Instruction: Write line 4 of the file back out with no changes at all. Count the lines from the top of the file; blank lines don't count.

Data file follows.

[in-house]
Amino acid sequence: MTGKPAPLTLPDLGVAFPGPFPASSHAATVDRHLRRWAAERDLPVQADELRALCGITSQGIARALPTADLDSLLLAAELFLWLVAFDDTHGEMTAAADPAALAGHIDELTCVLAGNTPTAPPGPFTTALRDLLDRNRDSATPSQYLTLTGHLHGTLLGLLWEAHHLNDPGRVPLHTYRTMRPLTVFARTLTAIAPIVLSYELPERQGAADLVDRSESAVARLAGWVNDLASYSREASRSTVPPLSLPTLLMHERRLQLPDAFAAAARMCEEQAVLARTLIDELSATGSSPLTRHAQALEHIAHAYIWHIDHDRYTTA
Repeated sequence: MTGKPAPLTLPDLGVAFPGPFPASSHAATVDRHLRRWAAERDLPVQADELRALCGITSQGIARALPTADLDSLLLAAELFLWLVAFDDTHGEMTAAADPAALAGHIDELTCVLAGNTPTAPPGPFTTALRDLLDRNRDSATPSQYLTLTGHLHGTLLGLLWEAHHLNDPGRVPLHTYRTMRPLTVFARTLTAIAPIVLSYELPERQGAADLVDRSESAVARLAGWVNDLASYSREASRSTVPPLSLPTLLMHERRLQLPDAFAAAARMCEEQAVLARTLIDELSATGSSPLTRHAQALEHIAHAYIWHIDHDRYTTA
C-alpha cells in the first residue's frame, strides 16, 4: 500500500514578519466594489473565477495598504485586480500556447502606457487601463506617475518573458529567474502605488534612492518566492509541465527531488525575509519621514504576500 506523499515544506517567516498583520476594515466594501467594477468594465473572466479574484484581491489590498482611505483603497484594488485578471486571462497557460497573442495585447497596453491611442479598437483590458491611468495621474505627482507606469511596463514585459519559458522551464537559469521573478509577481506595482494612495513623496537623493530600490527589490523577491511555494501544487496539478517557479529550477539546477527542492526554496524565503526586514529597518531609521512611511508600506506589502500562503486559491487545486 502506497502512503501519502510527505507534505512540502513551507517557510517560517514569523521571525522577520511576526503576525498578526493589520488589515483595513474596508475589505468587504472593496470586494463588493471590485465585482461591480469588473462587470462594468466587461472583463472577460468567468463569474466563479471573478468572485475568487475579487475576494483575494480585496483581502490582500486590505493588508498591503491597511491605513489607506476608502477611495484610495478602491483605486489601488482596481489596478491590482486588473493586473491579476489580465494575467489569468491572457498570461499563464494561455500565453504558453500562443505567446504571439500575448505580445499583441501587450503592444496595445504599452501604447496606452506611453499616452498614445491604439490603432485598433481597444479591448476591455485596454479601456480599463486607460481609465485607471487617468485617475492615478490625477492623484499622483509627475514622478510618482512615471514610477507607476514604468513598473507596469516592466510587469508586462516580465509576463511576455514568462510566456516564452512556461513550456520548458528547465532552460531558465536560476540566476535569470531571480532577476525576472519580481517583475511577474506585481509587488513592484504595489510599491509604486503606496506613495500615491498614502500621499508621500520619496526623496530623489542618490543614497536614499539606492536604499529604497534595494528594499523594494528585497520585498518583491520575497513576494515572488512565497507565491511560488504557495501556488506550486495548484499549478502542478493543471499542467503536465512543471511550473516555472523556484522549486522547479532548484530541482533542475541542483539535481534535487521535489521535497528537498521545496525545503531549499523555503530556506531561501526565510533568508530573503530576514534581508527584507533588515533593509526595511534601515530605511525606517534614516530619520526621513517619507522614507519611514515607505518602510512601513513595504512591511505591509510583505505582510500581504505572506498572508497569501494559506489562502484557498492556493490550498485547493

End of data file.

C-alpha cells in the first residue's frame, strides 16, 4: 500500500514578519466594489473565477495598504485586480500556447502606457487601463506617475518573458529567474502605488534612492518566492509541465527531488525575509519621514504576500 506523499515544506517567516498583520476594515466594501467594477468594465473572466479574484484581491489590498482611505483603497484594488485578471486571462497557460497573442495585447497596453491611442479598437483590458491611468495621474505627482507606469511596463514585459519559458522551464537559469521573478509577481506595482494612495513623496537623493530600490527589490523577491511555494501544487496539478517557479529550477539546477527542492526554496524565503526586514529597518531609521512611511508600506506589502500562503486559491487545486 502506497502512503501519502510527505507534505512540502513551507517557510517560517514569523521571525522577520511576526503576525498578526493589520488589515483595513474596508475589505468587504472593496470586494463588493471590485465585482461591480469588473462587470462594468466587461472583463472577460468567468463569474466563479471573478468572485475568487475579487475576494483575494480585496483581502490582500486590505493588508498591503491597511491605513489607506476608502477611495484610495478602491483605486489601488482596481489596478491590482486588473493586473491579476489580465494575467489569468491572457498570461499563464494561455500565453504558453500562443505567446504571439500575448505580445499583441501587450503592444496595445504599452501604447496606452506611453499616452498614445491604439490603432485598433481597444479591448476591455485596454479601456480599463486607460481609465485607471487617468485617475492615478490625477492623484499622483509627475514622478510618482512615471514610477507607476514604468513598473507596469516592466510587469508586462516580465509576463511576455514568462510566456516564452512556461513550456520548458528547465532552460531558465536560476540566476535569470531571480532577476525576472519580481517583475511577474506585481509587488513592484504595489510599491509604486503606496506613495500615491498614502500621499508621500520619496526623496530623489542618490543614497536614499539606492536604499529604497534595494528594499523594494528585497520585498518583491520575497513576494515572488512565497507565491511560488504557495501556488506550486495548484499549478502542478493543471499542467503536465512543471511550473516555472523556484522549486522547479532548484530541482533542475541542483539535481534535487521535489521535497528537498521545496525545503531549499523555503530556506531561501526565510533568508530573503530576514534581508527584507533588515533593509526595511534601515530605511525606517534614516530619520526621513517619507522614507519611514515607505518602510512601513513595504512591511505591509510583505505582510500581504505572506498572508497569501494559506489562502484557498492556493490550498485547493